Support Hyperallergic’s independent arts journalism.
Residents of London’s Neo Bankside luxury apartment complex, next to the Tate Modern, have lately been dismayed to find photographs of their living rooms and bedrooms popping up on strangers’ Instagram feeds. These photos are being snapped by tourists on the observation deck of the Tate Modern’s new gallery extension, opened in June, which provides a direct view into the apartment building’s glass-walled dwellings. Now, apartment residents are claiming that museum visitors are using binoculars and zoom-lens cameras to spy on them, and they are threatening legal action against the Tate in attempt to regain their privacy.
“It’s terribly intrusive,” one Neo Bankside homeowner told the Daily Mail. “I bought this apartment because of the view but now I have to keep my blinds down whenever the platform is open, otherwise you get people waving at you.” The apartments sell for as much as £19 million (~$25 million USD). “If I had known what it would be like, I would never have bought a flat here. Now I think I would struggle to sell it.” London’s Southwark Council even sent child protection officials to the complex, concerned tourists were photographing children in the apartments without permission.
A photo posted by ella braimbridge rogers ? (@ellarogg) on
Since June, Neo Bankside residents have been in talks with the Tate about how to stop the peeping toms. Proposed solutions have included installing one-way mirror film on the apartments’ glass walls, installing view-blocking plants on the observation deck, or closing the section of the deck that faces the high rise. But so far, Tate has only installed a sign on the deck that reads “Please respect our neighbors’ privacy.”
The Neo Bankside apartments, designed by Rogers Stirk Harbour + Partners, received planning permission in 2007. That was two years before the Tate Modern got the go-ahead to build the Switch House, a 211-foot-high gallery extension by Herzog & de Meuron.
The Tate has released a statement about the conflict with neighbors:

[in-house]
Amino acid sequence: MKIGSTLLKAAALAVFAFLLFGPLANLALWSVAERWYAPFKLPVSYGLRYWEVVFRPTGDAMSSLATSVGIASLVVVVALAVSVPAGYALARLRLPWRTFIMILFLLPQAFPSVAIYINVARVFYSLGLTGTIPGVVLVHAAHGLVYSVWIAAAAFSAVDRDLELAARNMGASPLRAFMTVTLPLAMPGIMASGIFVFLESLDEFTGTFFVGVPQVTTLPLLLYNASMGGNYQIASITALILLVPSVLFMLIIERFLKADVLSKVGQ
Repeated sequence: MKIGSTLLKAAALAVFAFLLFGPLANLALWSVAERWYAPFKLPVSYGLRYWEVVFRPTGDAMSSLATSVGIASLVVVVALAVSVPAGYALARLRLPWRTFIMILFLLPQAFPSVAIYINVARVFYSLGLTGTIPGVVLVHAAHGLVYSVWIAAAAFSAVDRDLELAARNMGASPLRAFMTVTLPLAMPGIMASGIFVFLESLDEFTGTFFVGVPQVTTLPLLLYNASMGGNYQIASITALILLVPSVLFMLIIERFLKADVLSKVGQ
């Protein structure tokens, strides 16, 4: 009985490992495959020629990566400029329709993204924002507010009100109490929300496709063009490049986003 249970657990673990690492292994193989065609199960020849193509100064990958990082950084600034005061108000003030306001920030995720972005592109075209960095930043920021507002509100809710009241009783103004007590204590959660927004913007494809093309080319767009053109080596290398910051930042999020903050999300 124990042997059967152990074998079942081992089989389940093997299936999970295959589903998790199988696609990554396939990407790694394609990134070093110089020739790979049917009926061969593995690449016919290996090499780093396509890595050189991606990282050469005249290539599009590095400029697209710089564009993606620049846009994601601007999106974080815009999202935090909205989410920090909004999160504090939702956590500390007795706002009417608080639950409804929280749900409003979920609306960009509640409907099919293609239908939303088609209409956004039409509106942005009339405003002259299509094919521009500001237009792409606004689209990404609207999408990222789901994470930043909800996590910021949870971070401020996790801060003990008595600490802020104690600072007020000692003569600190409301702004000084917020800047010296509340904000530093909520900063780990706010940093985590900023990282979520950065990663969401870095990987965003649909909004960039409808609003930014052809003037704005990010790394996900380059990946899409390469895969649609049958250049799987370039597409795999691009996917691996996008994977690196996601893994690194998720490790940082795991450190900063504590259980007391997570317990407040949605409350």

The viewing level is an intrinsic part of the free public offer of the new building, providing a 360-degree experience that is virtually unique to London. Since the very first plans were drawn up in 2006 we have been through an extensive consultation and planning process, and have maintained an ongoing dialogue with local residents. At no point during this process were any concerns raised regarding the viewing platform. There is signage encouraging the public and visitors to use it respectfully and responsibly.
But based on one tiled Instagram photo of the sign next to a close-up of a Neo Bankside living room, not all visitors are complying.
A photo posted by Karen Schachter (@karen_1605) on
A photo posted by snow (@snehajhupsee) on
A photo posted by Refik Gökmen (@refik) on
The University of Virginia researchers wrote that the data “provides compelling evidence that these symbols are associated with hate.”
We are waiting for spectacle and when the quotidian, yet incongruous actions occur I wonder whether there is any real payoff coming.
Hear from Holly Jean Buck, Carolina Caycedo and David de Rozas, Simon Denny, Elizabeth Hoover, Renee Kemp-Rotan, Joseph Kunkel, and more at this free public event.
Tanega’s approach to mark-making comes across as stream of consciousness, as if she’s engaged in a conversation with herself.
Starting Monday, readers can borrow one of 50 rare and out-of-print titles, mailed to them completely free of charge, from Saint Heron Library.
EFA Open Studios offers a portal into the creative habitats of over 65 artists working in Manhattan’s longest-running studio program, including Dannielle Tegeder, Wafaa Bilal, Cui Fei, and Anina Major.
This is Yuskavage’s great gift, turning upside down our settled ways of thinking and seeing and, with ease, transforming the vulgar and ridiculous into the sublime.
51 international publishers and galleries showcase their latest editions in prints and artists’ books at this free public fair, which is fully online this year.
While hardly about the pandemic, or any of the other crises so afflicting us, all are invoked in this exhibition, which is also often tender and profoundly soulful.
These glowing, dynamic artworks reproduce something of Bosch’s chaotic energy, but on an immersive, multi-sensory scale.
This week, addressing a transphobic comedy special on Netflix, the story behind KKK hoods, cultural identity fraud, an anti-Semitic take on modern art, and more.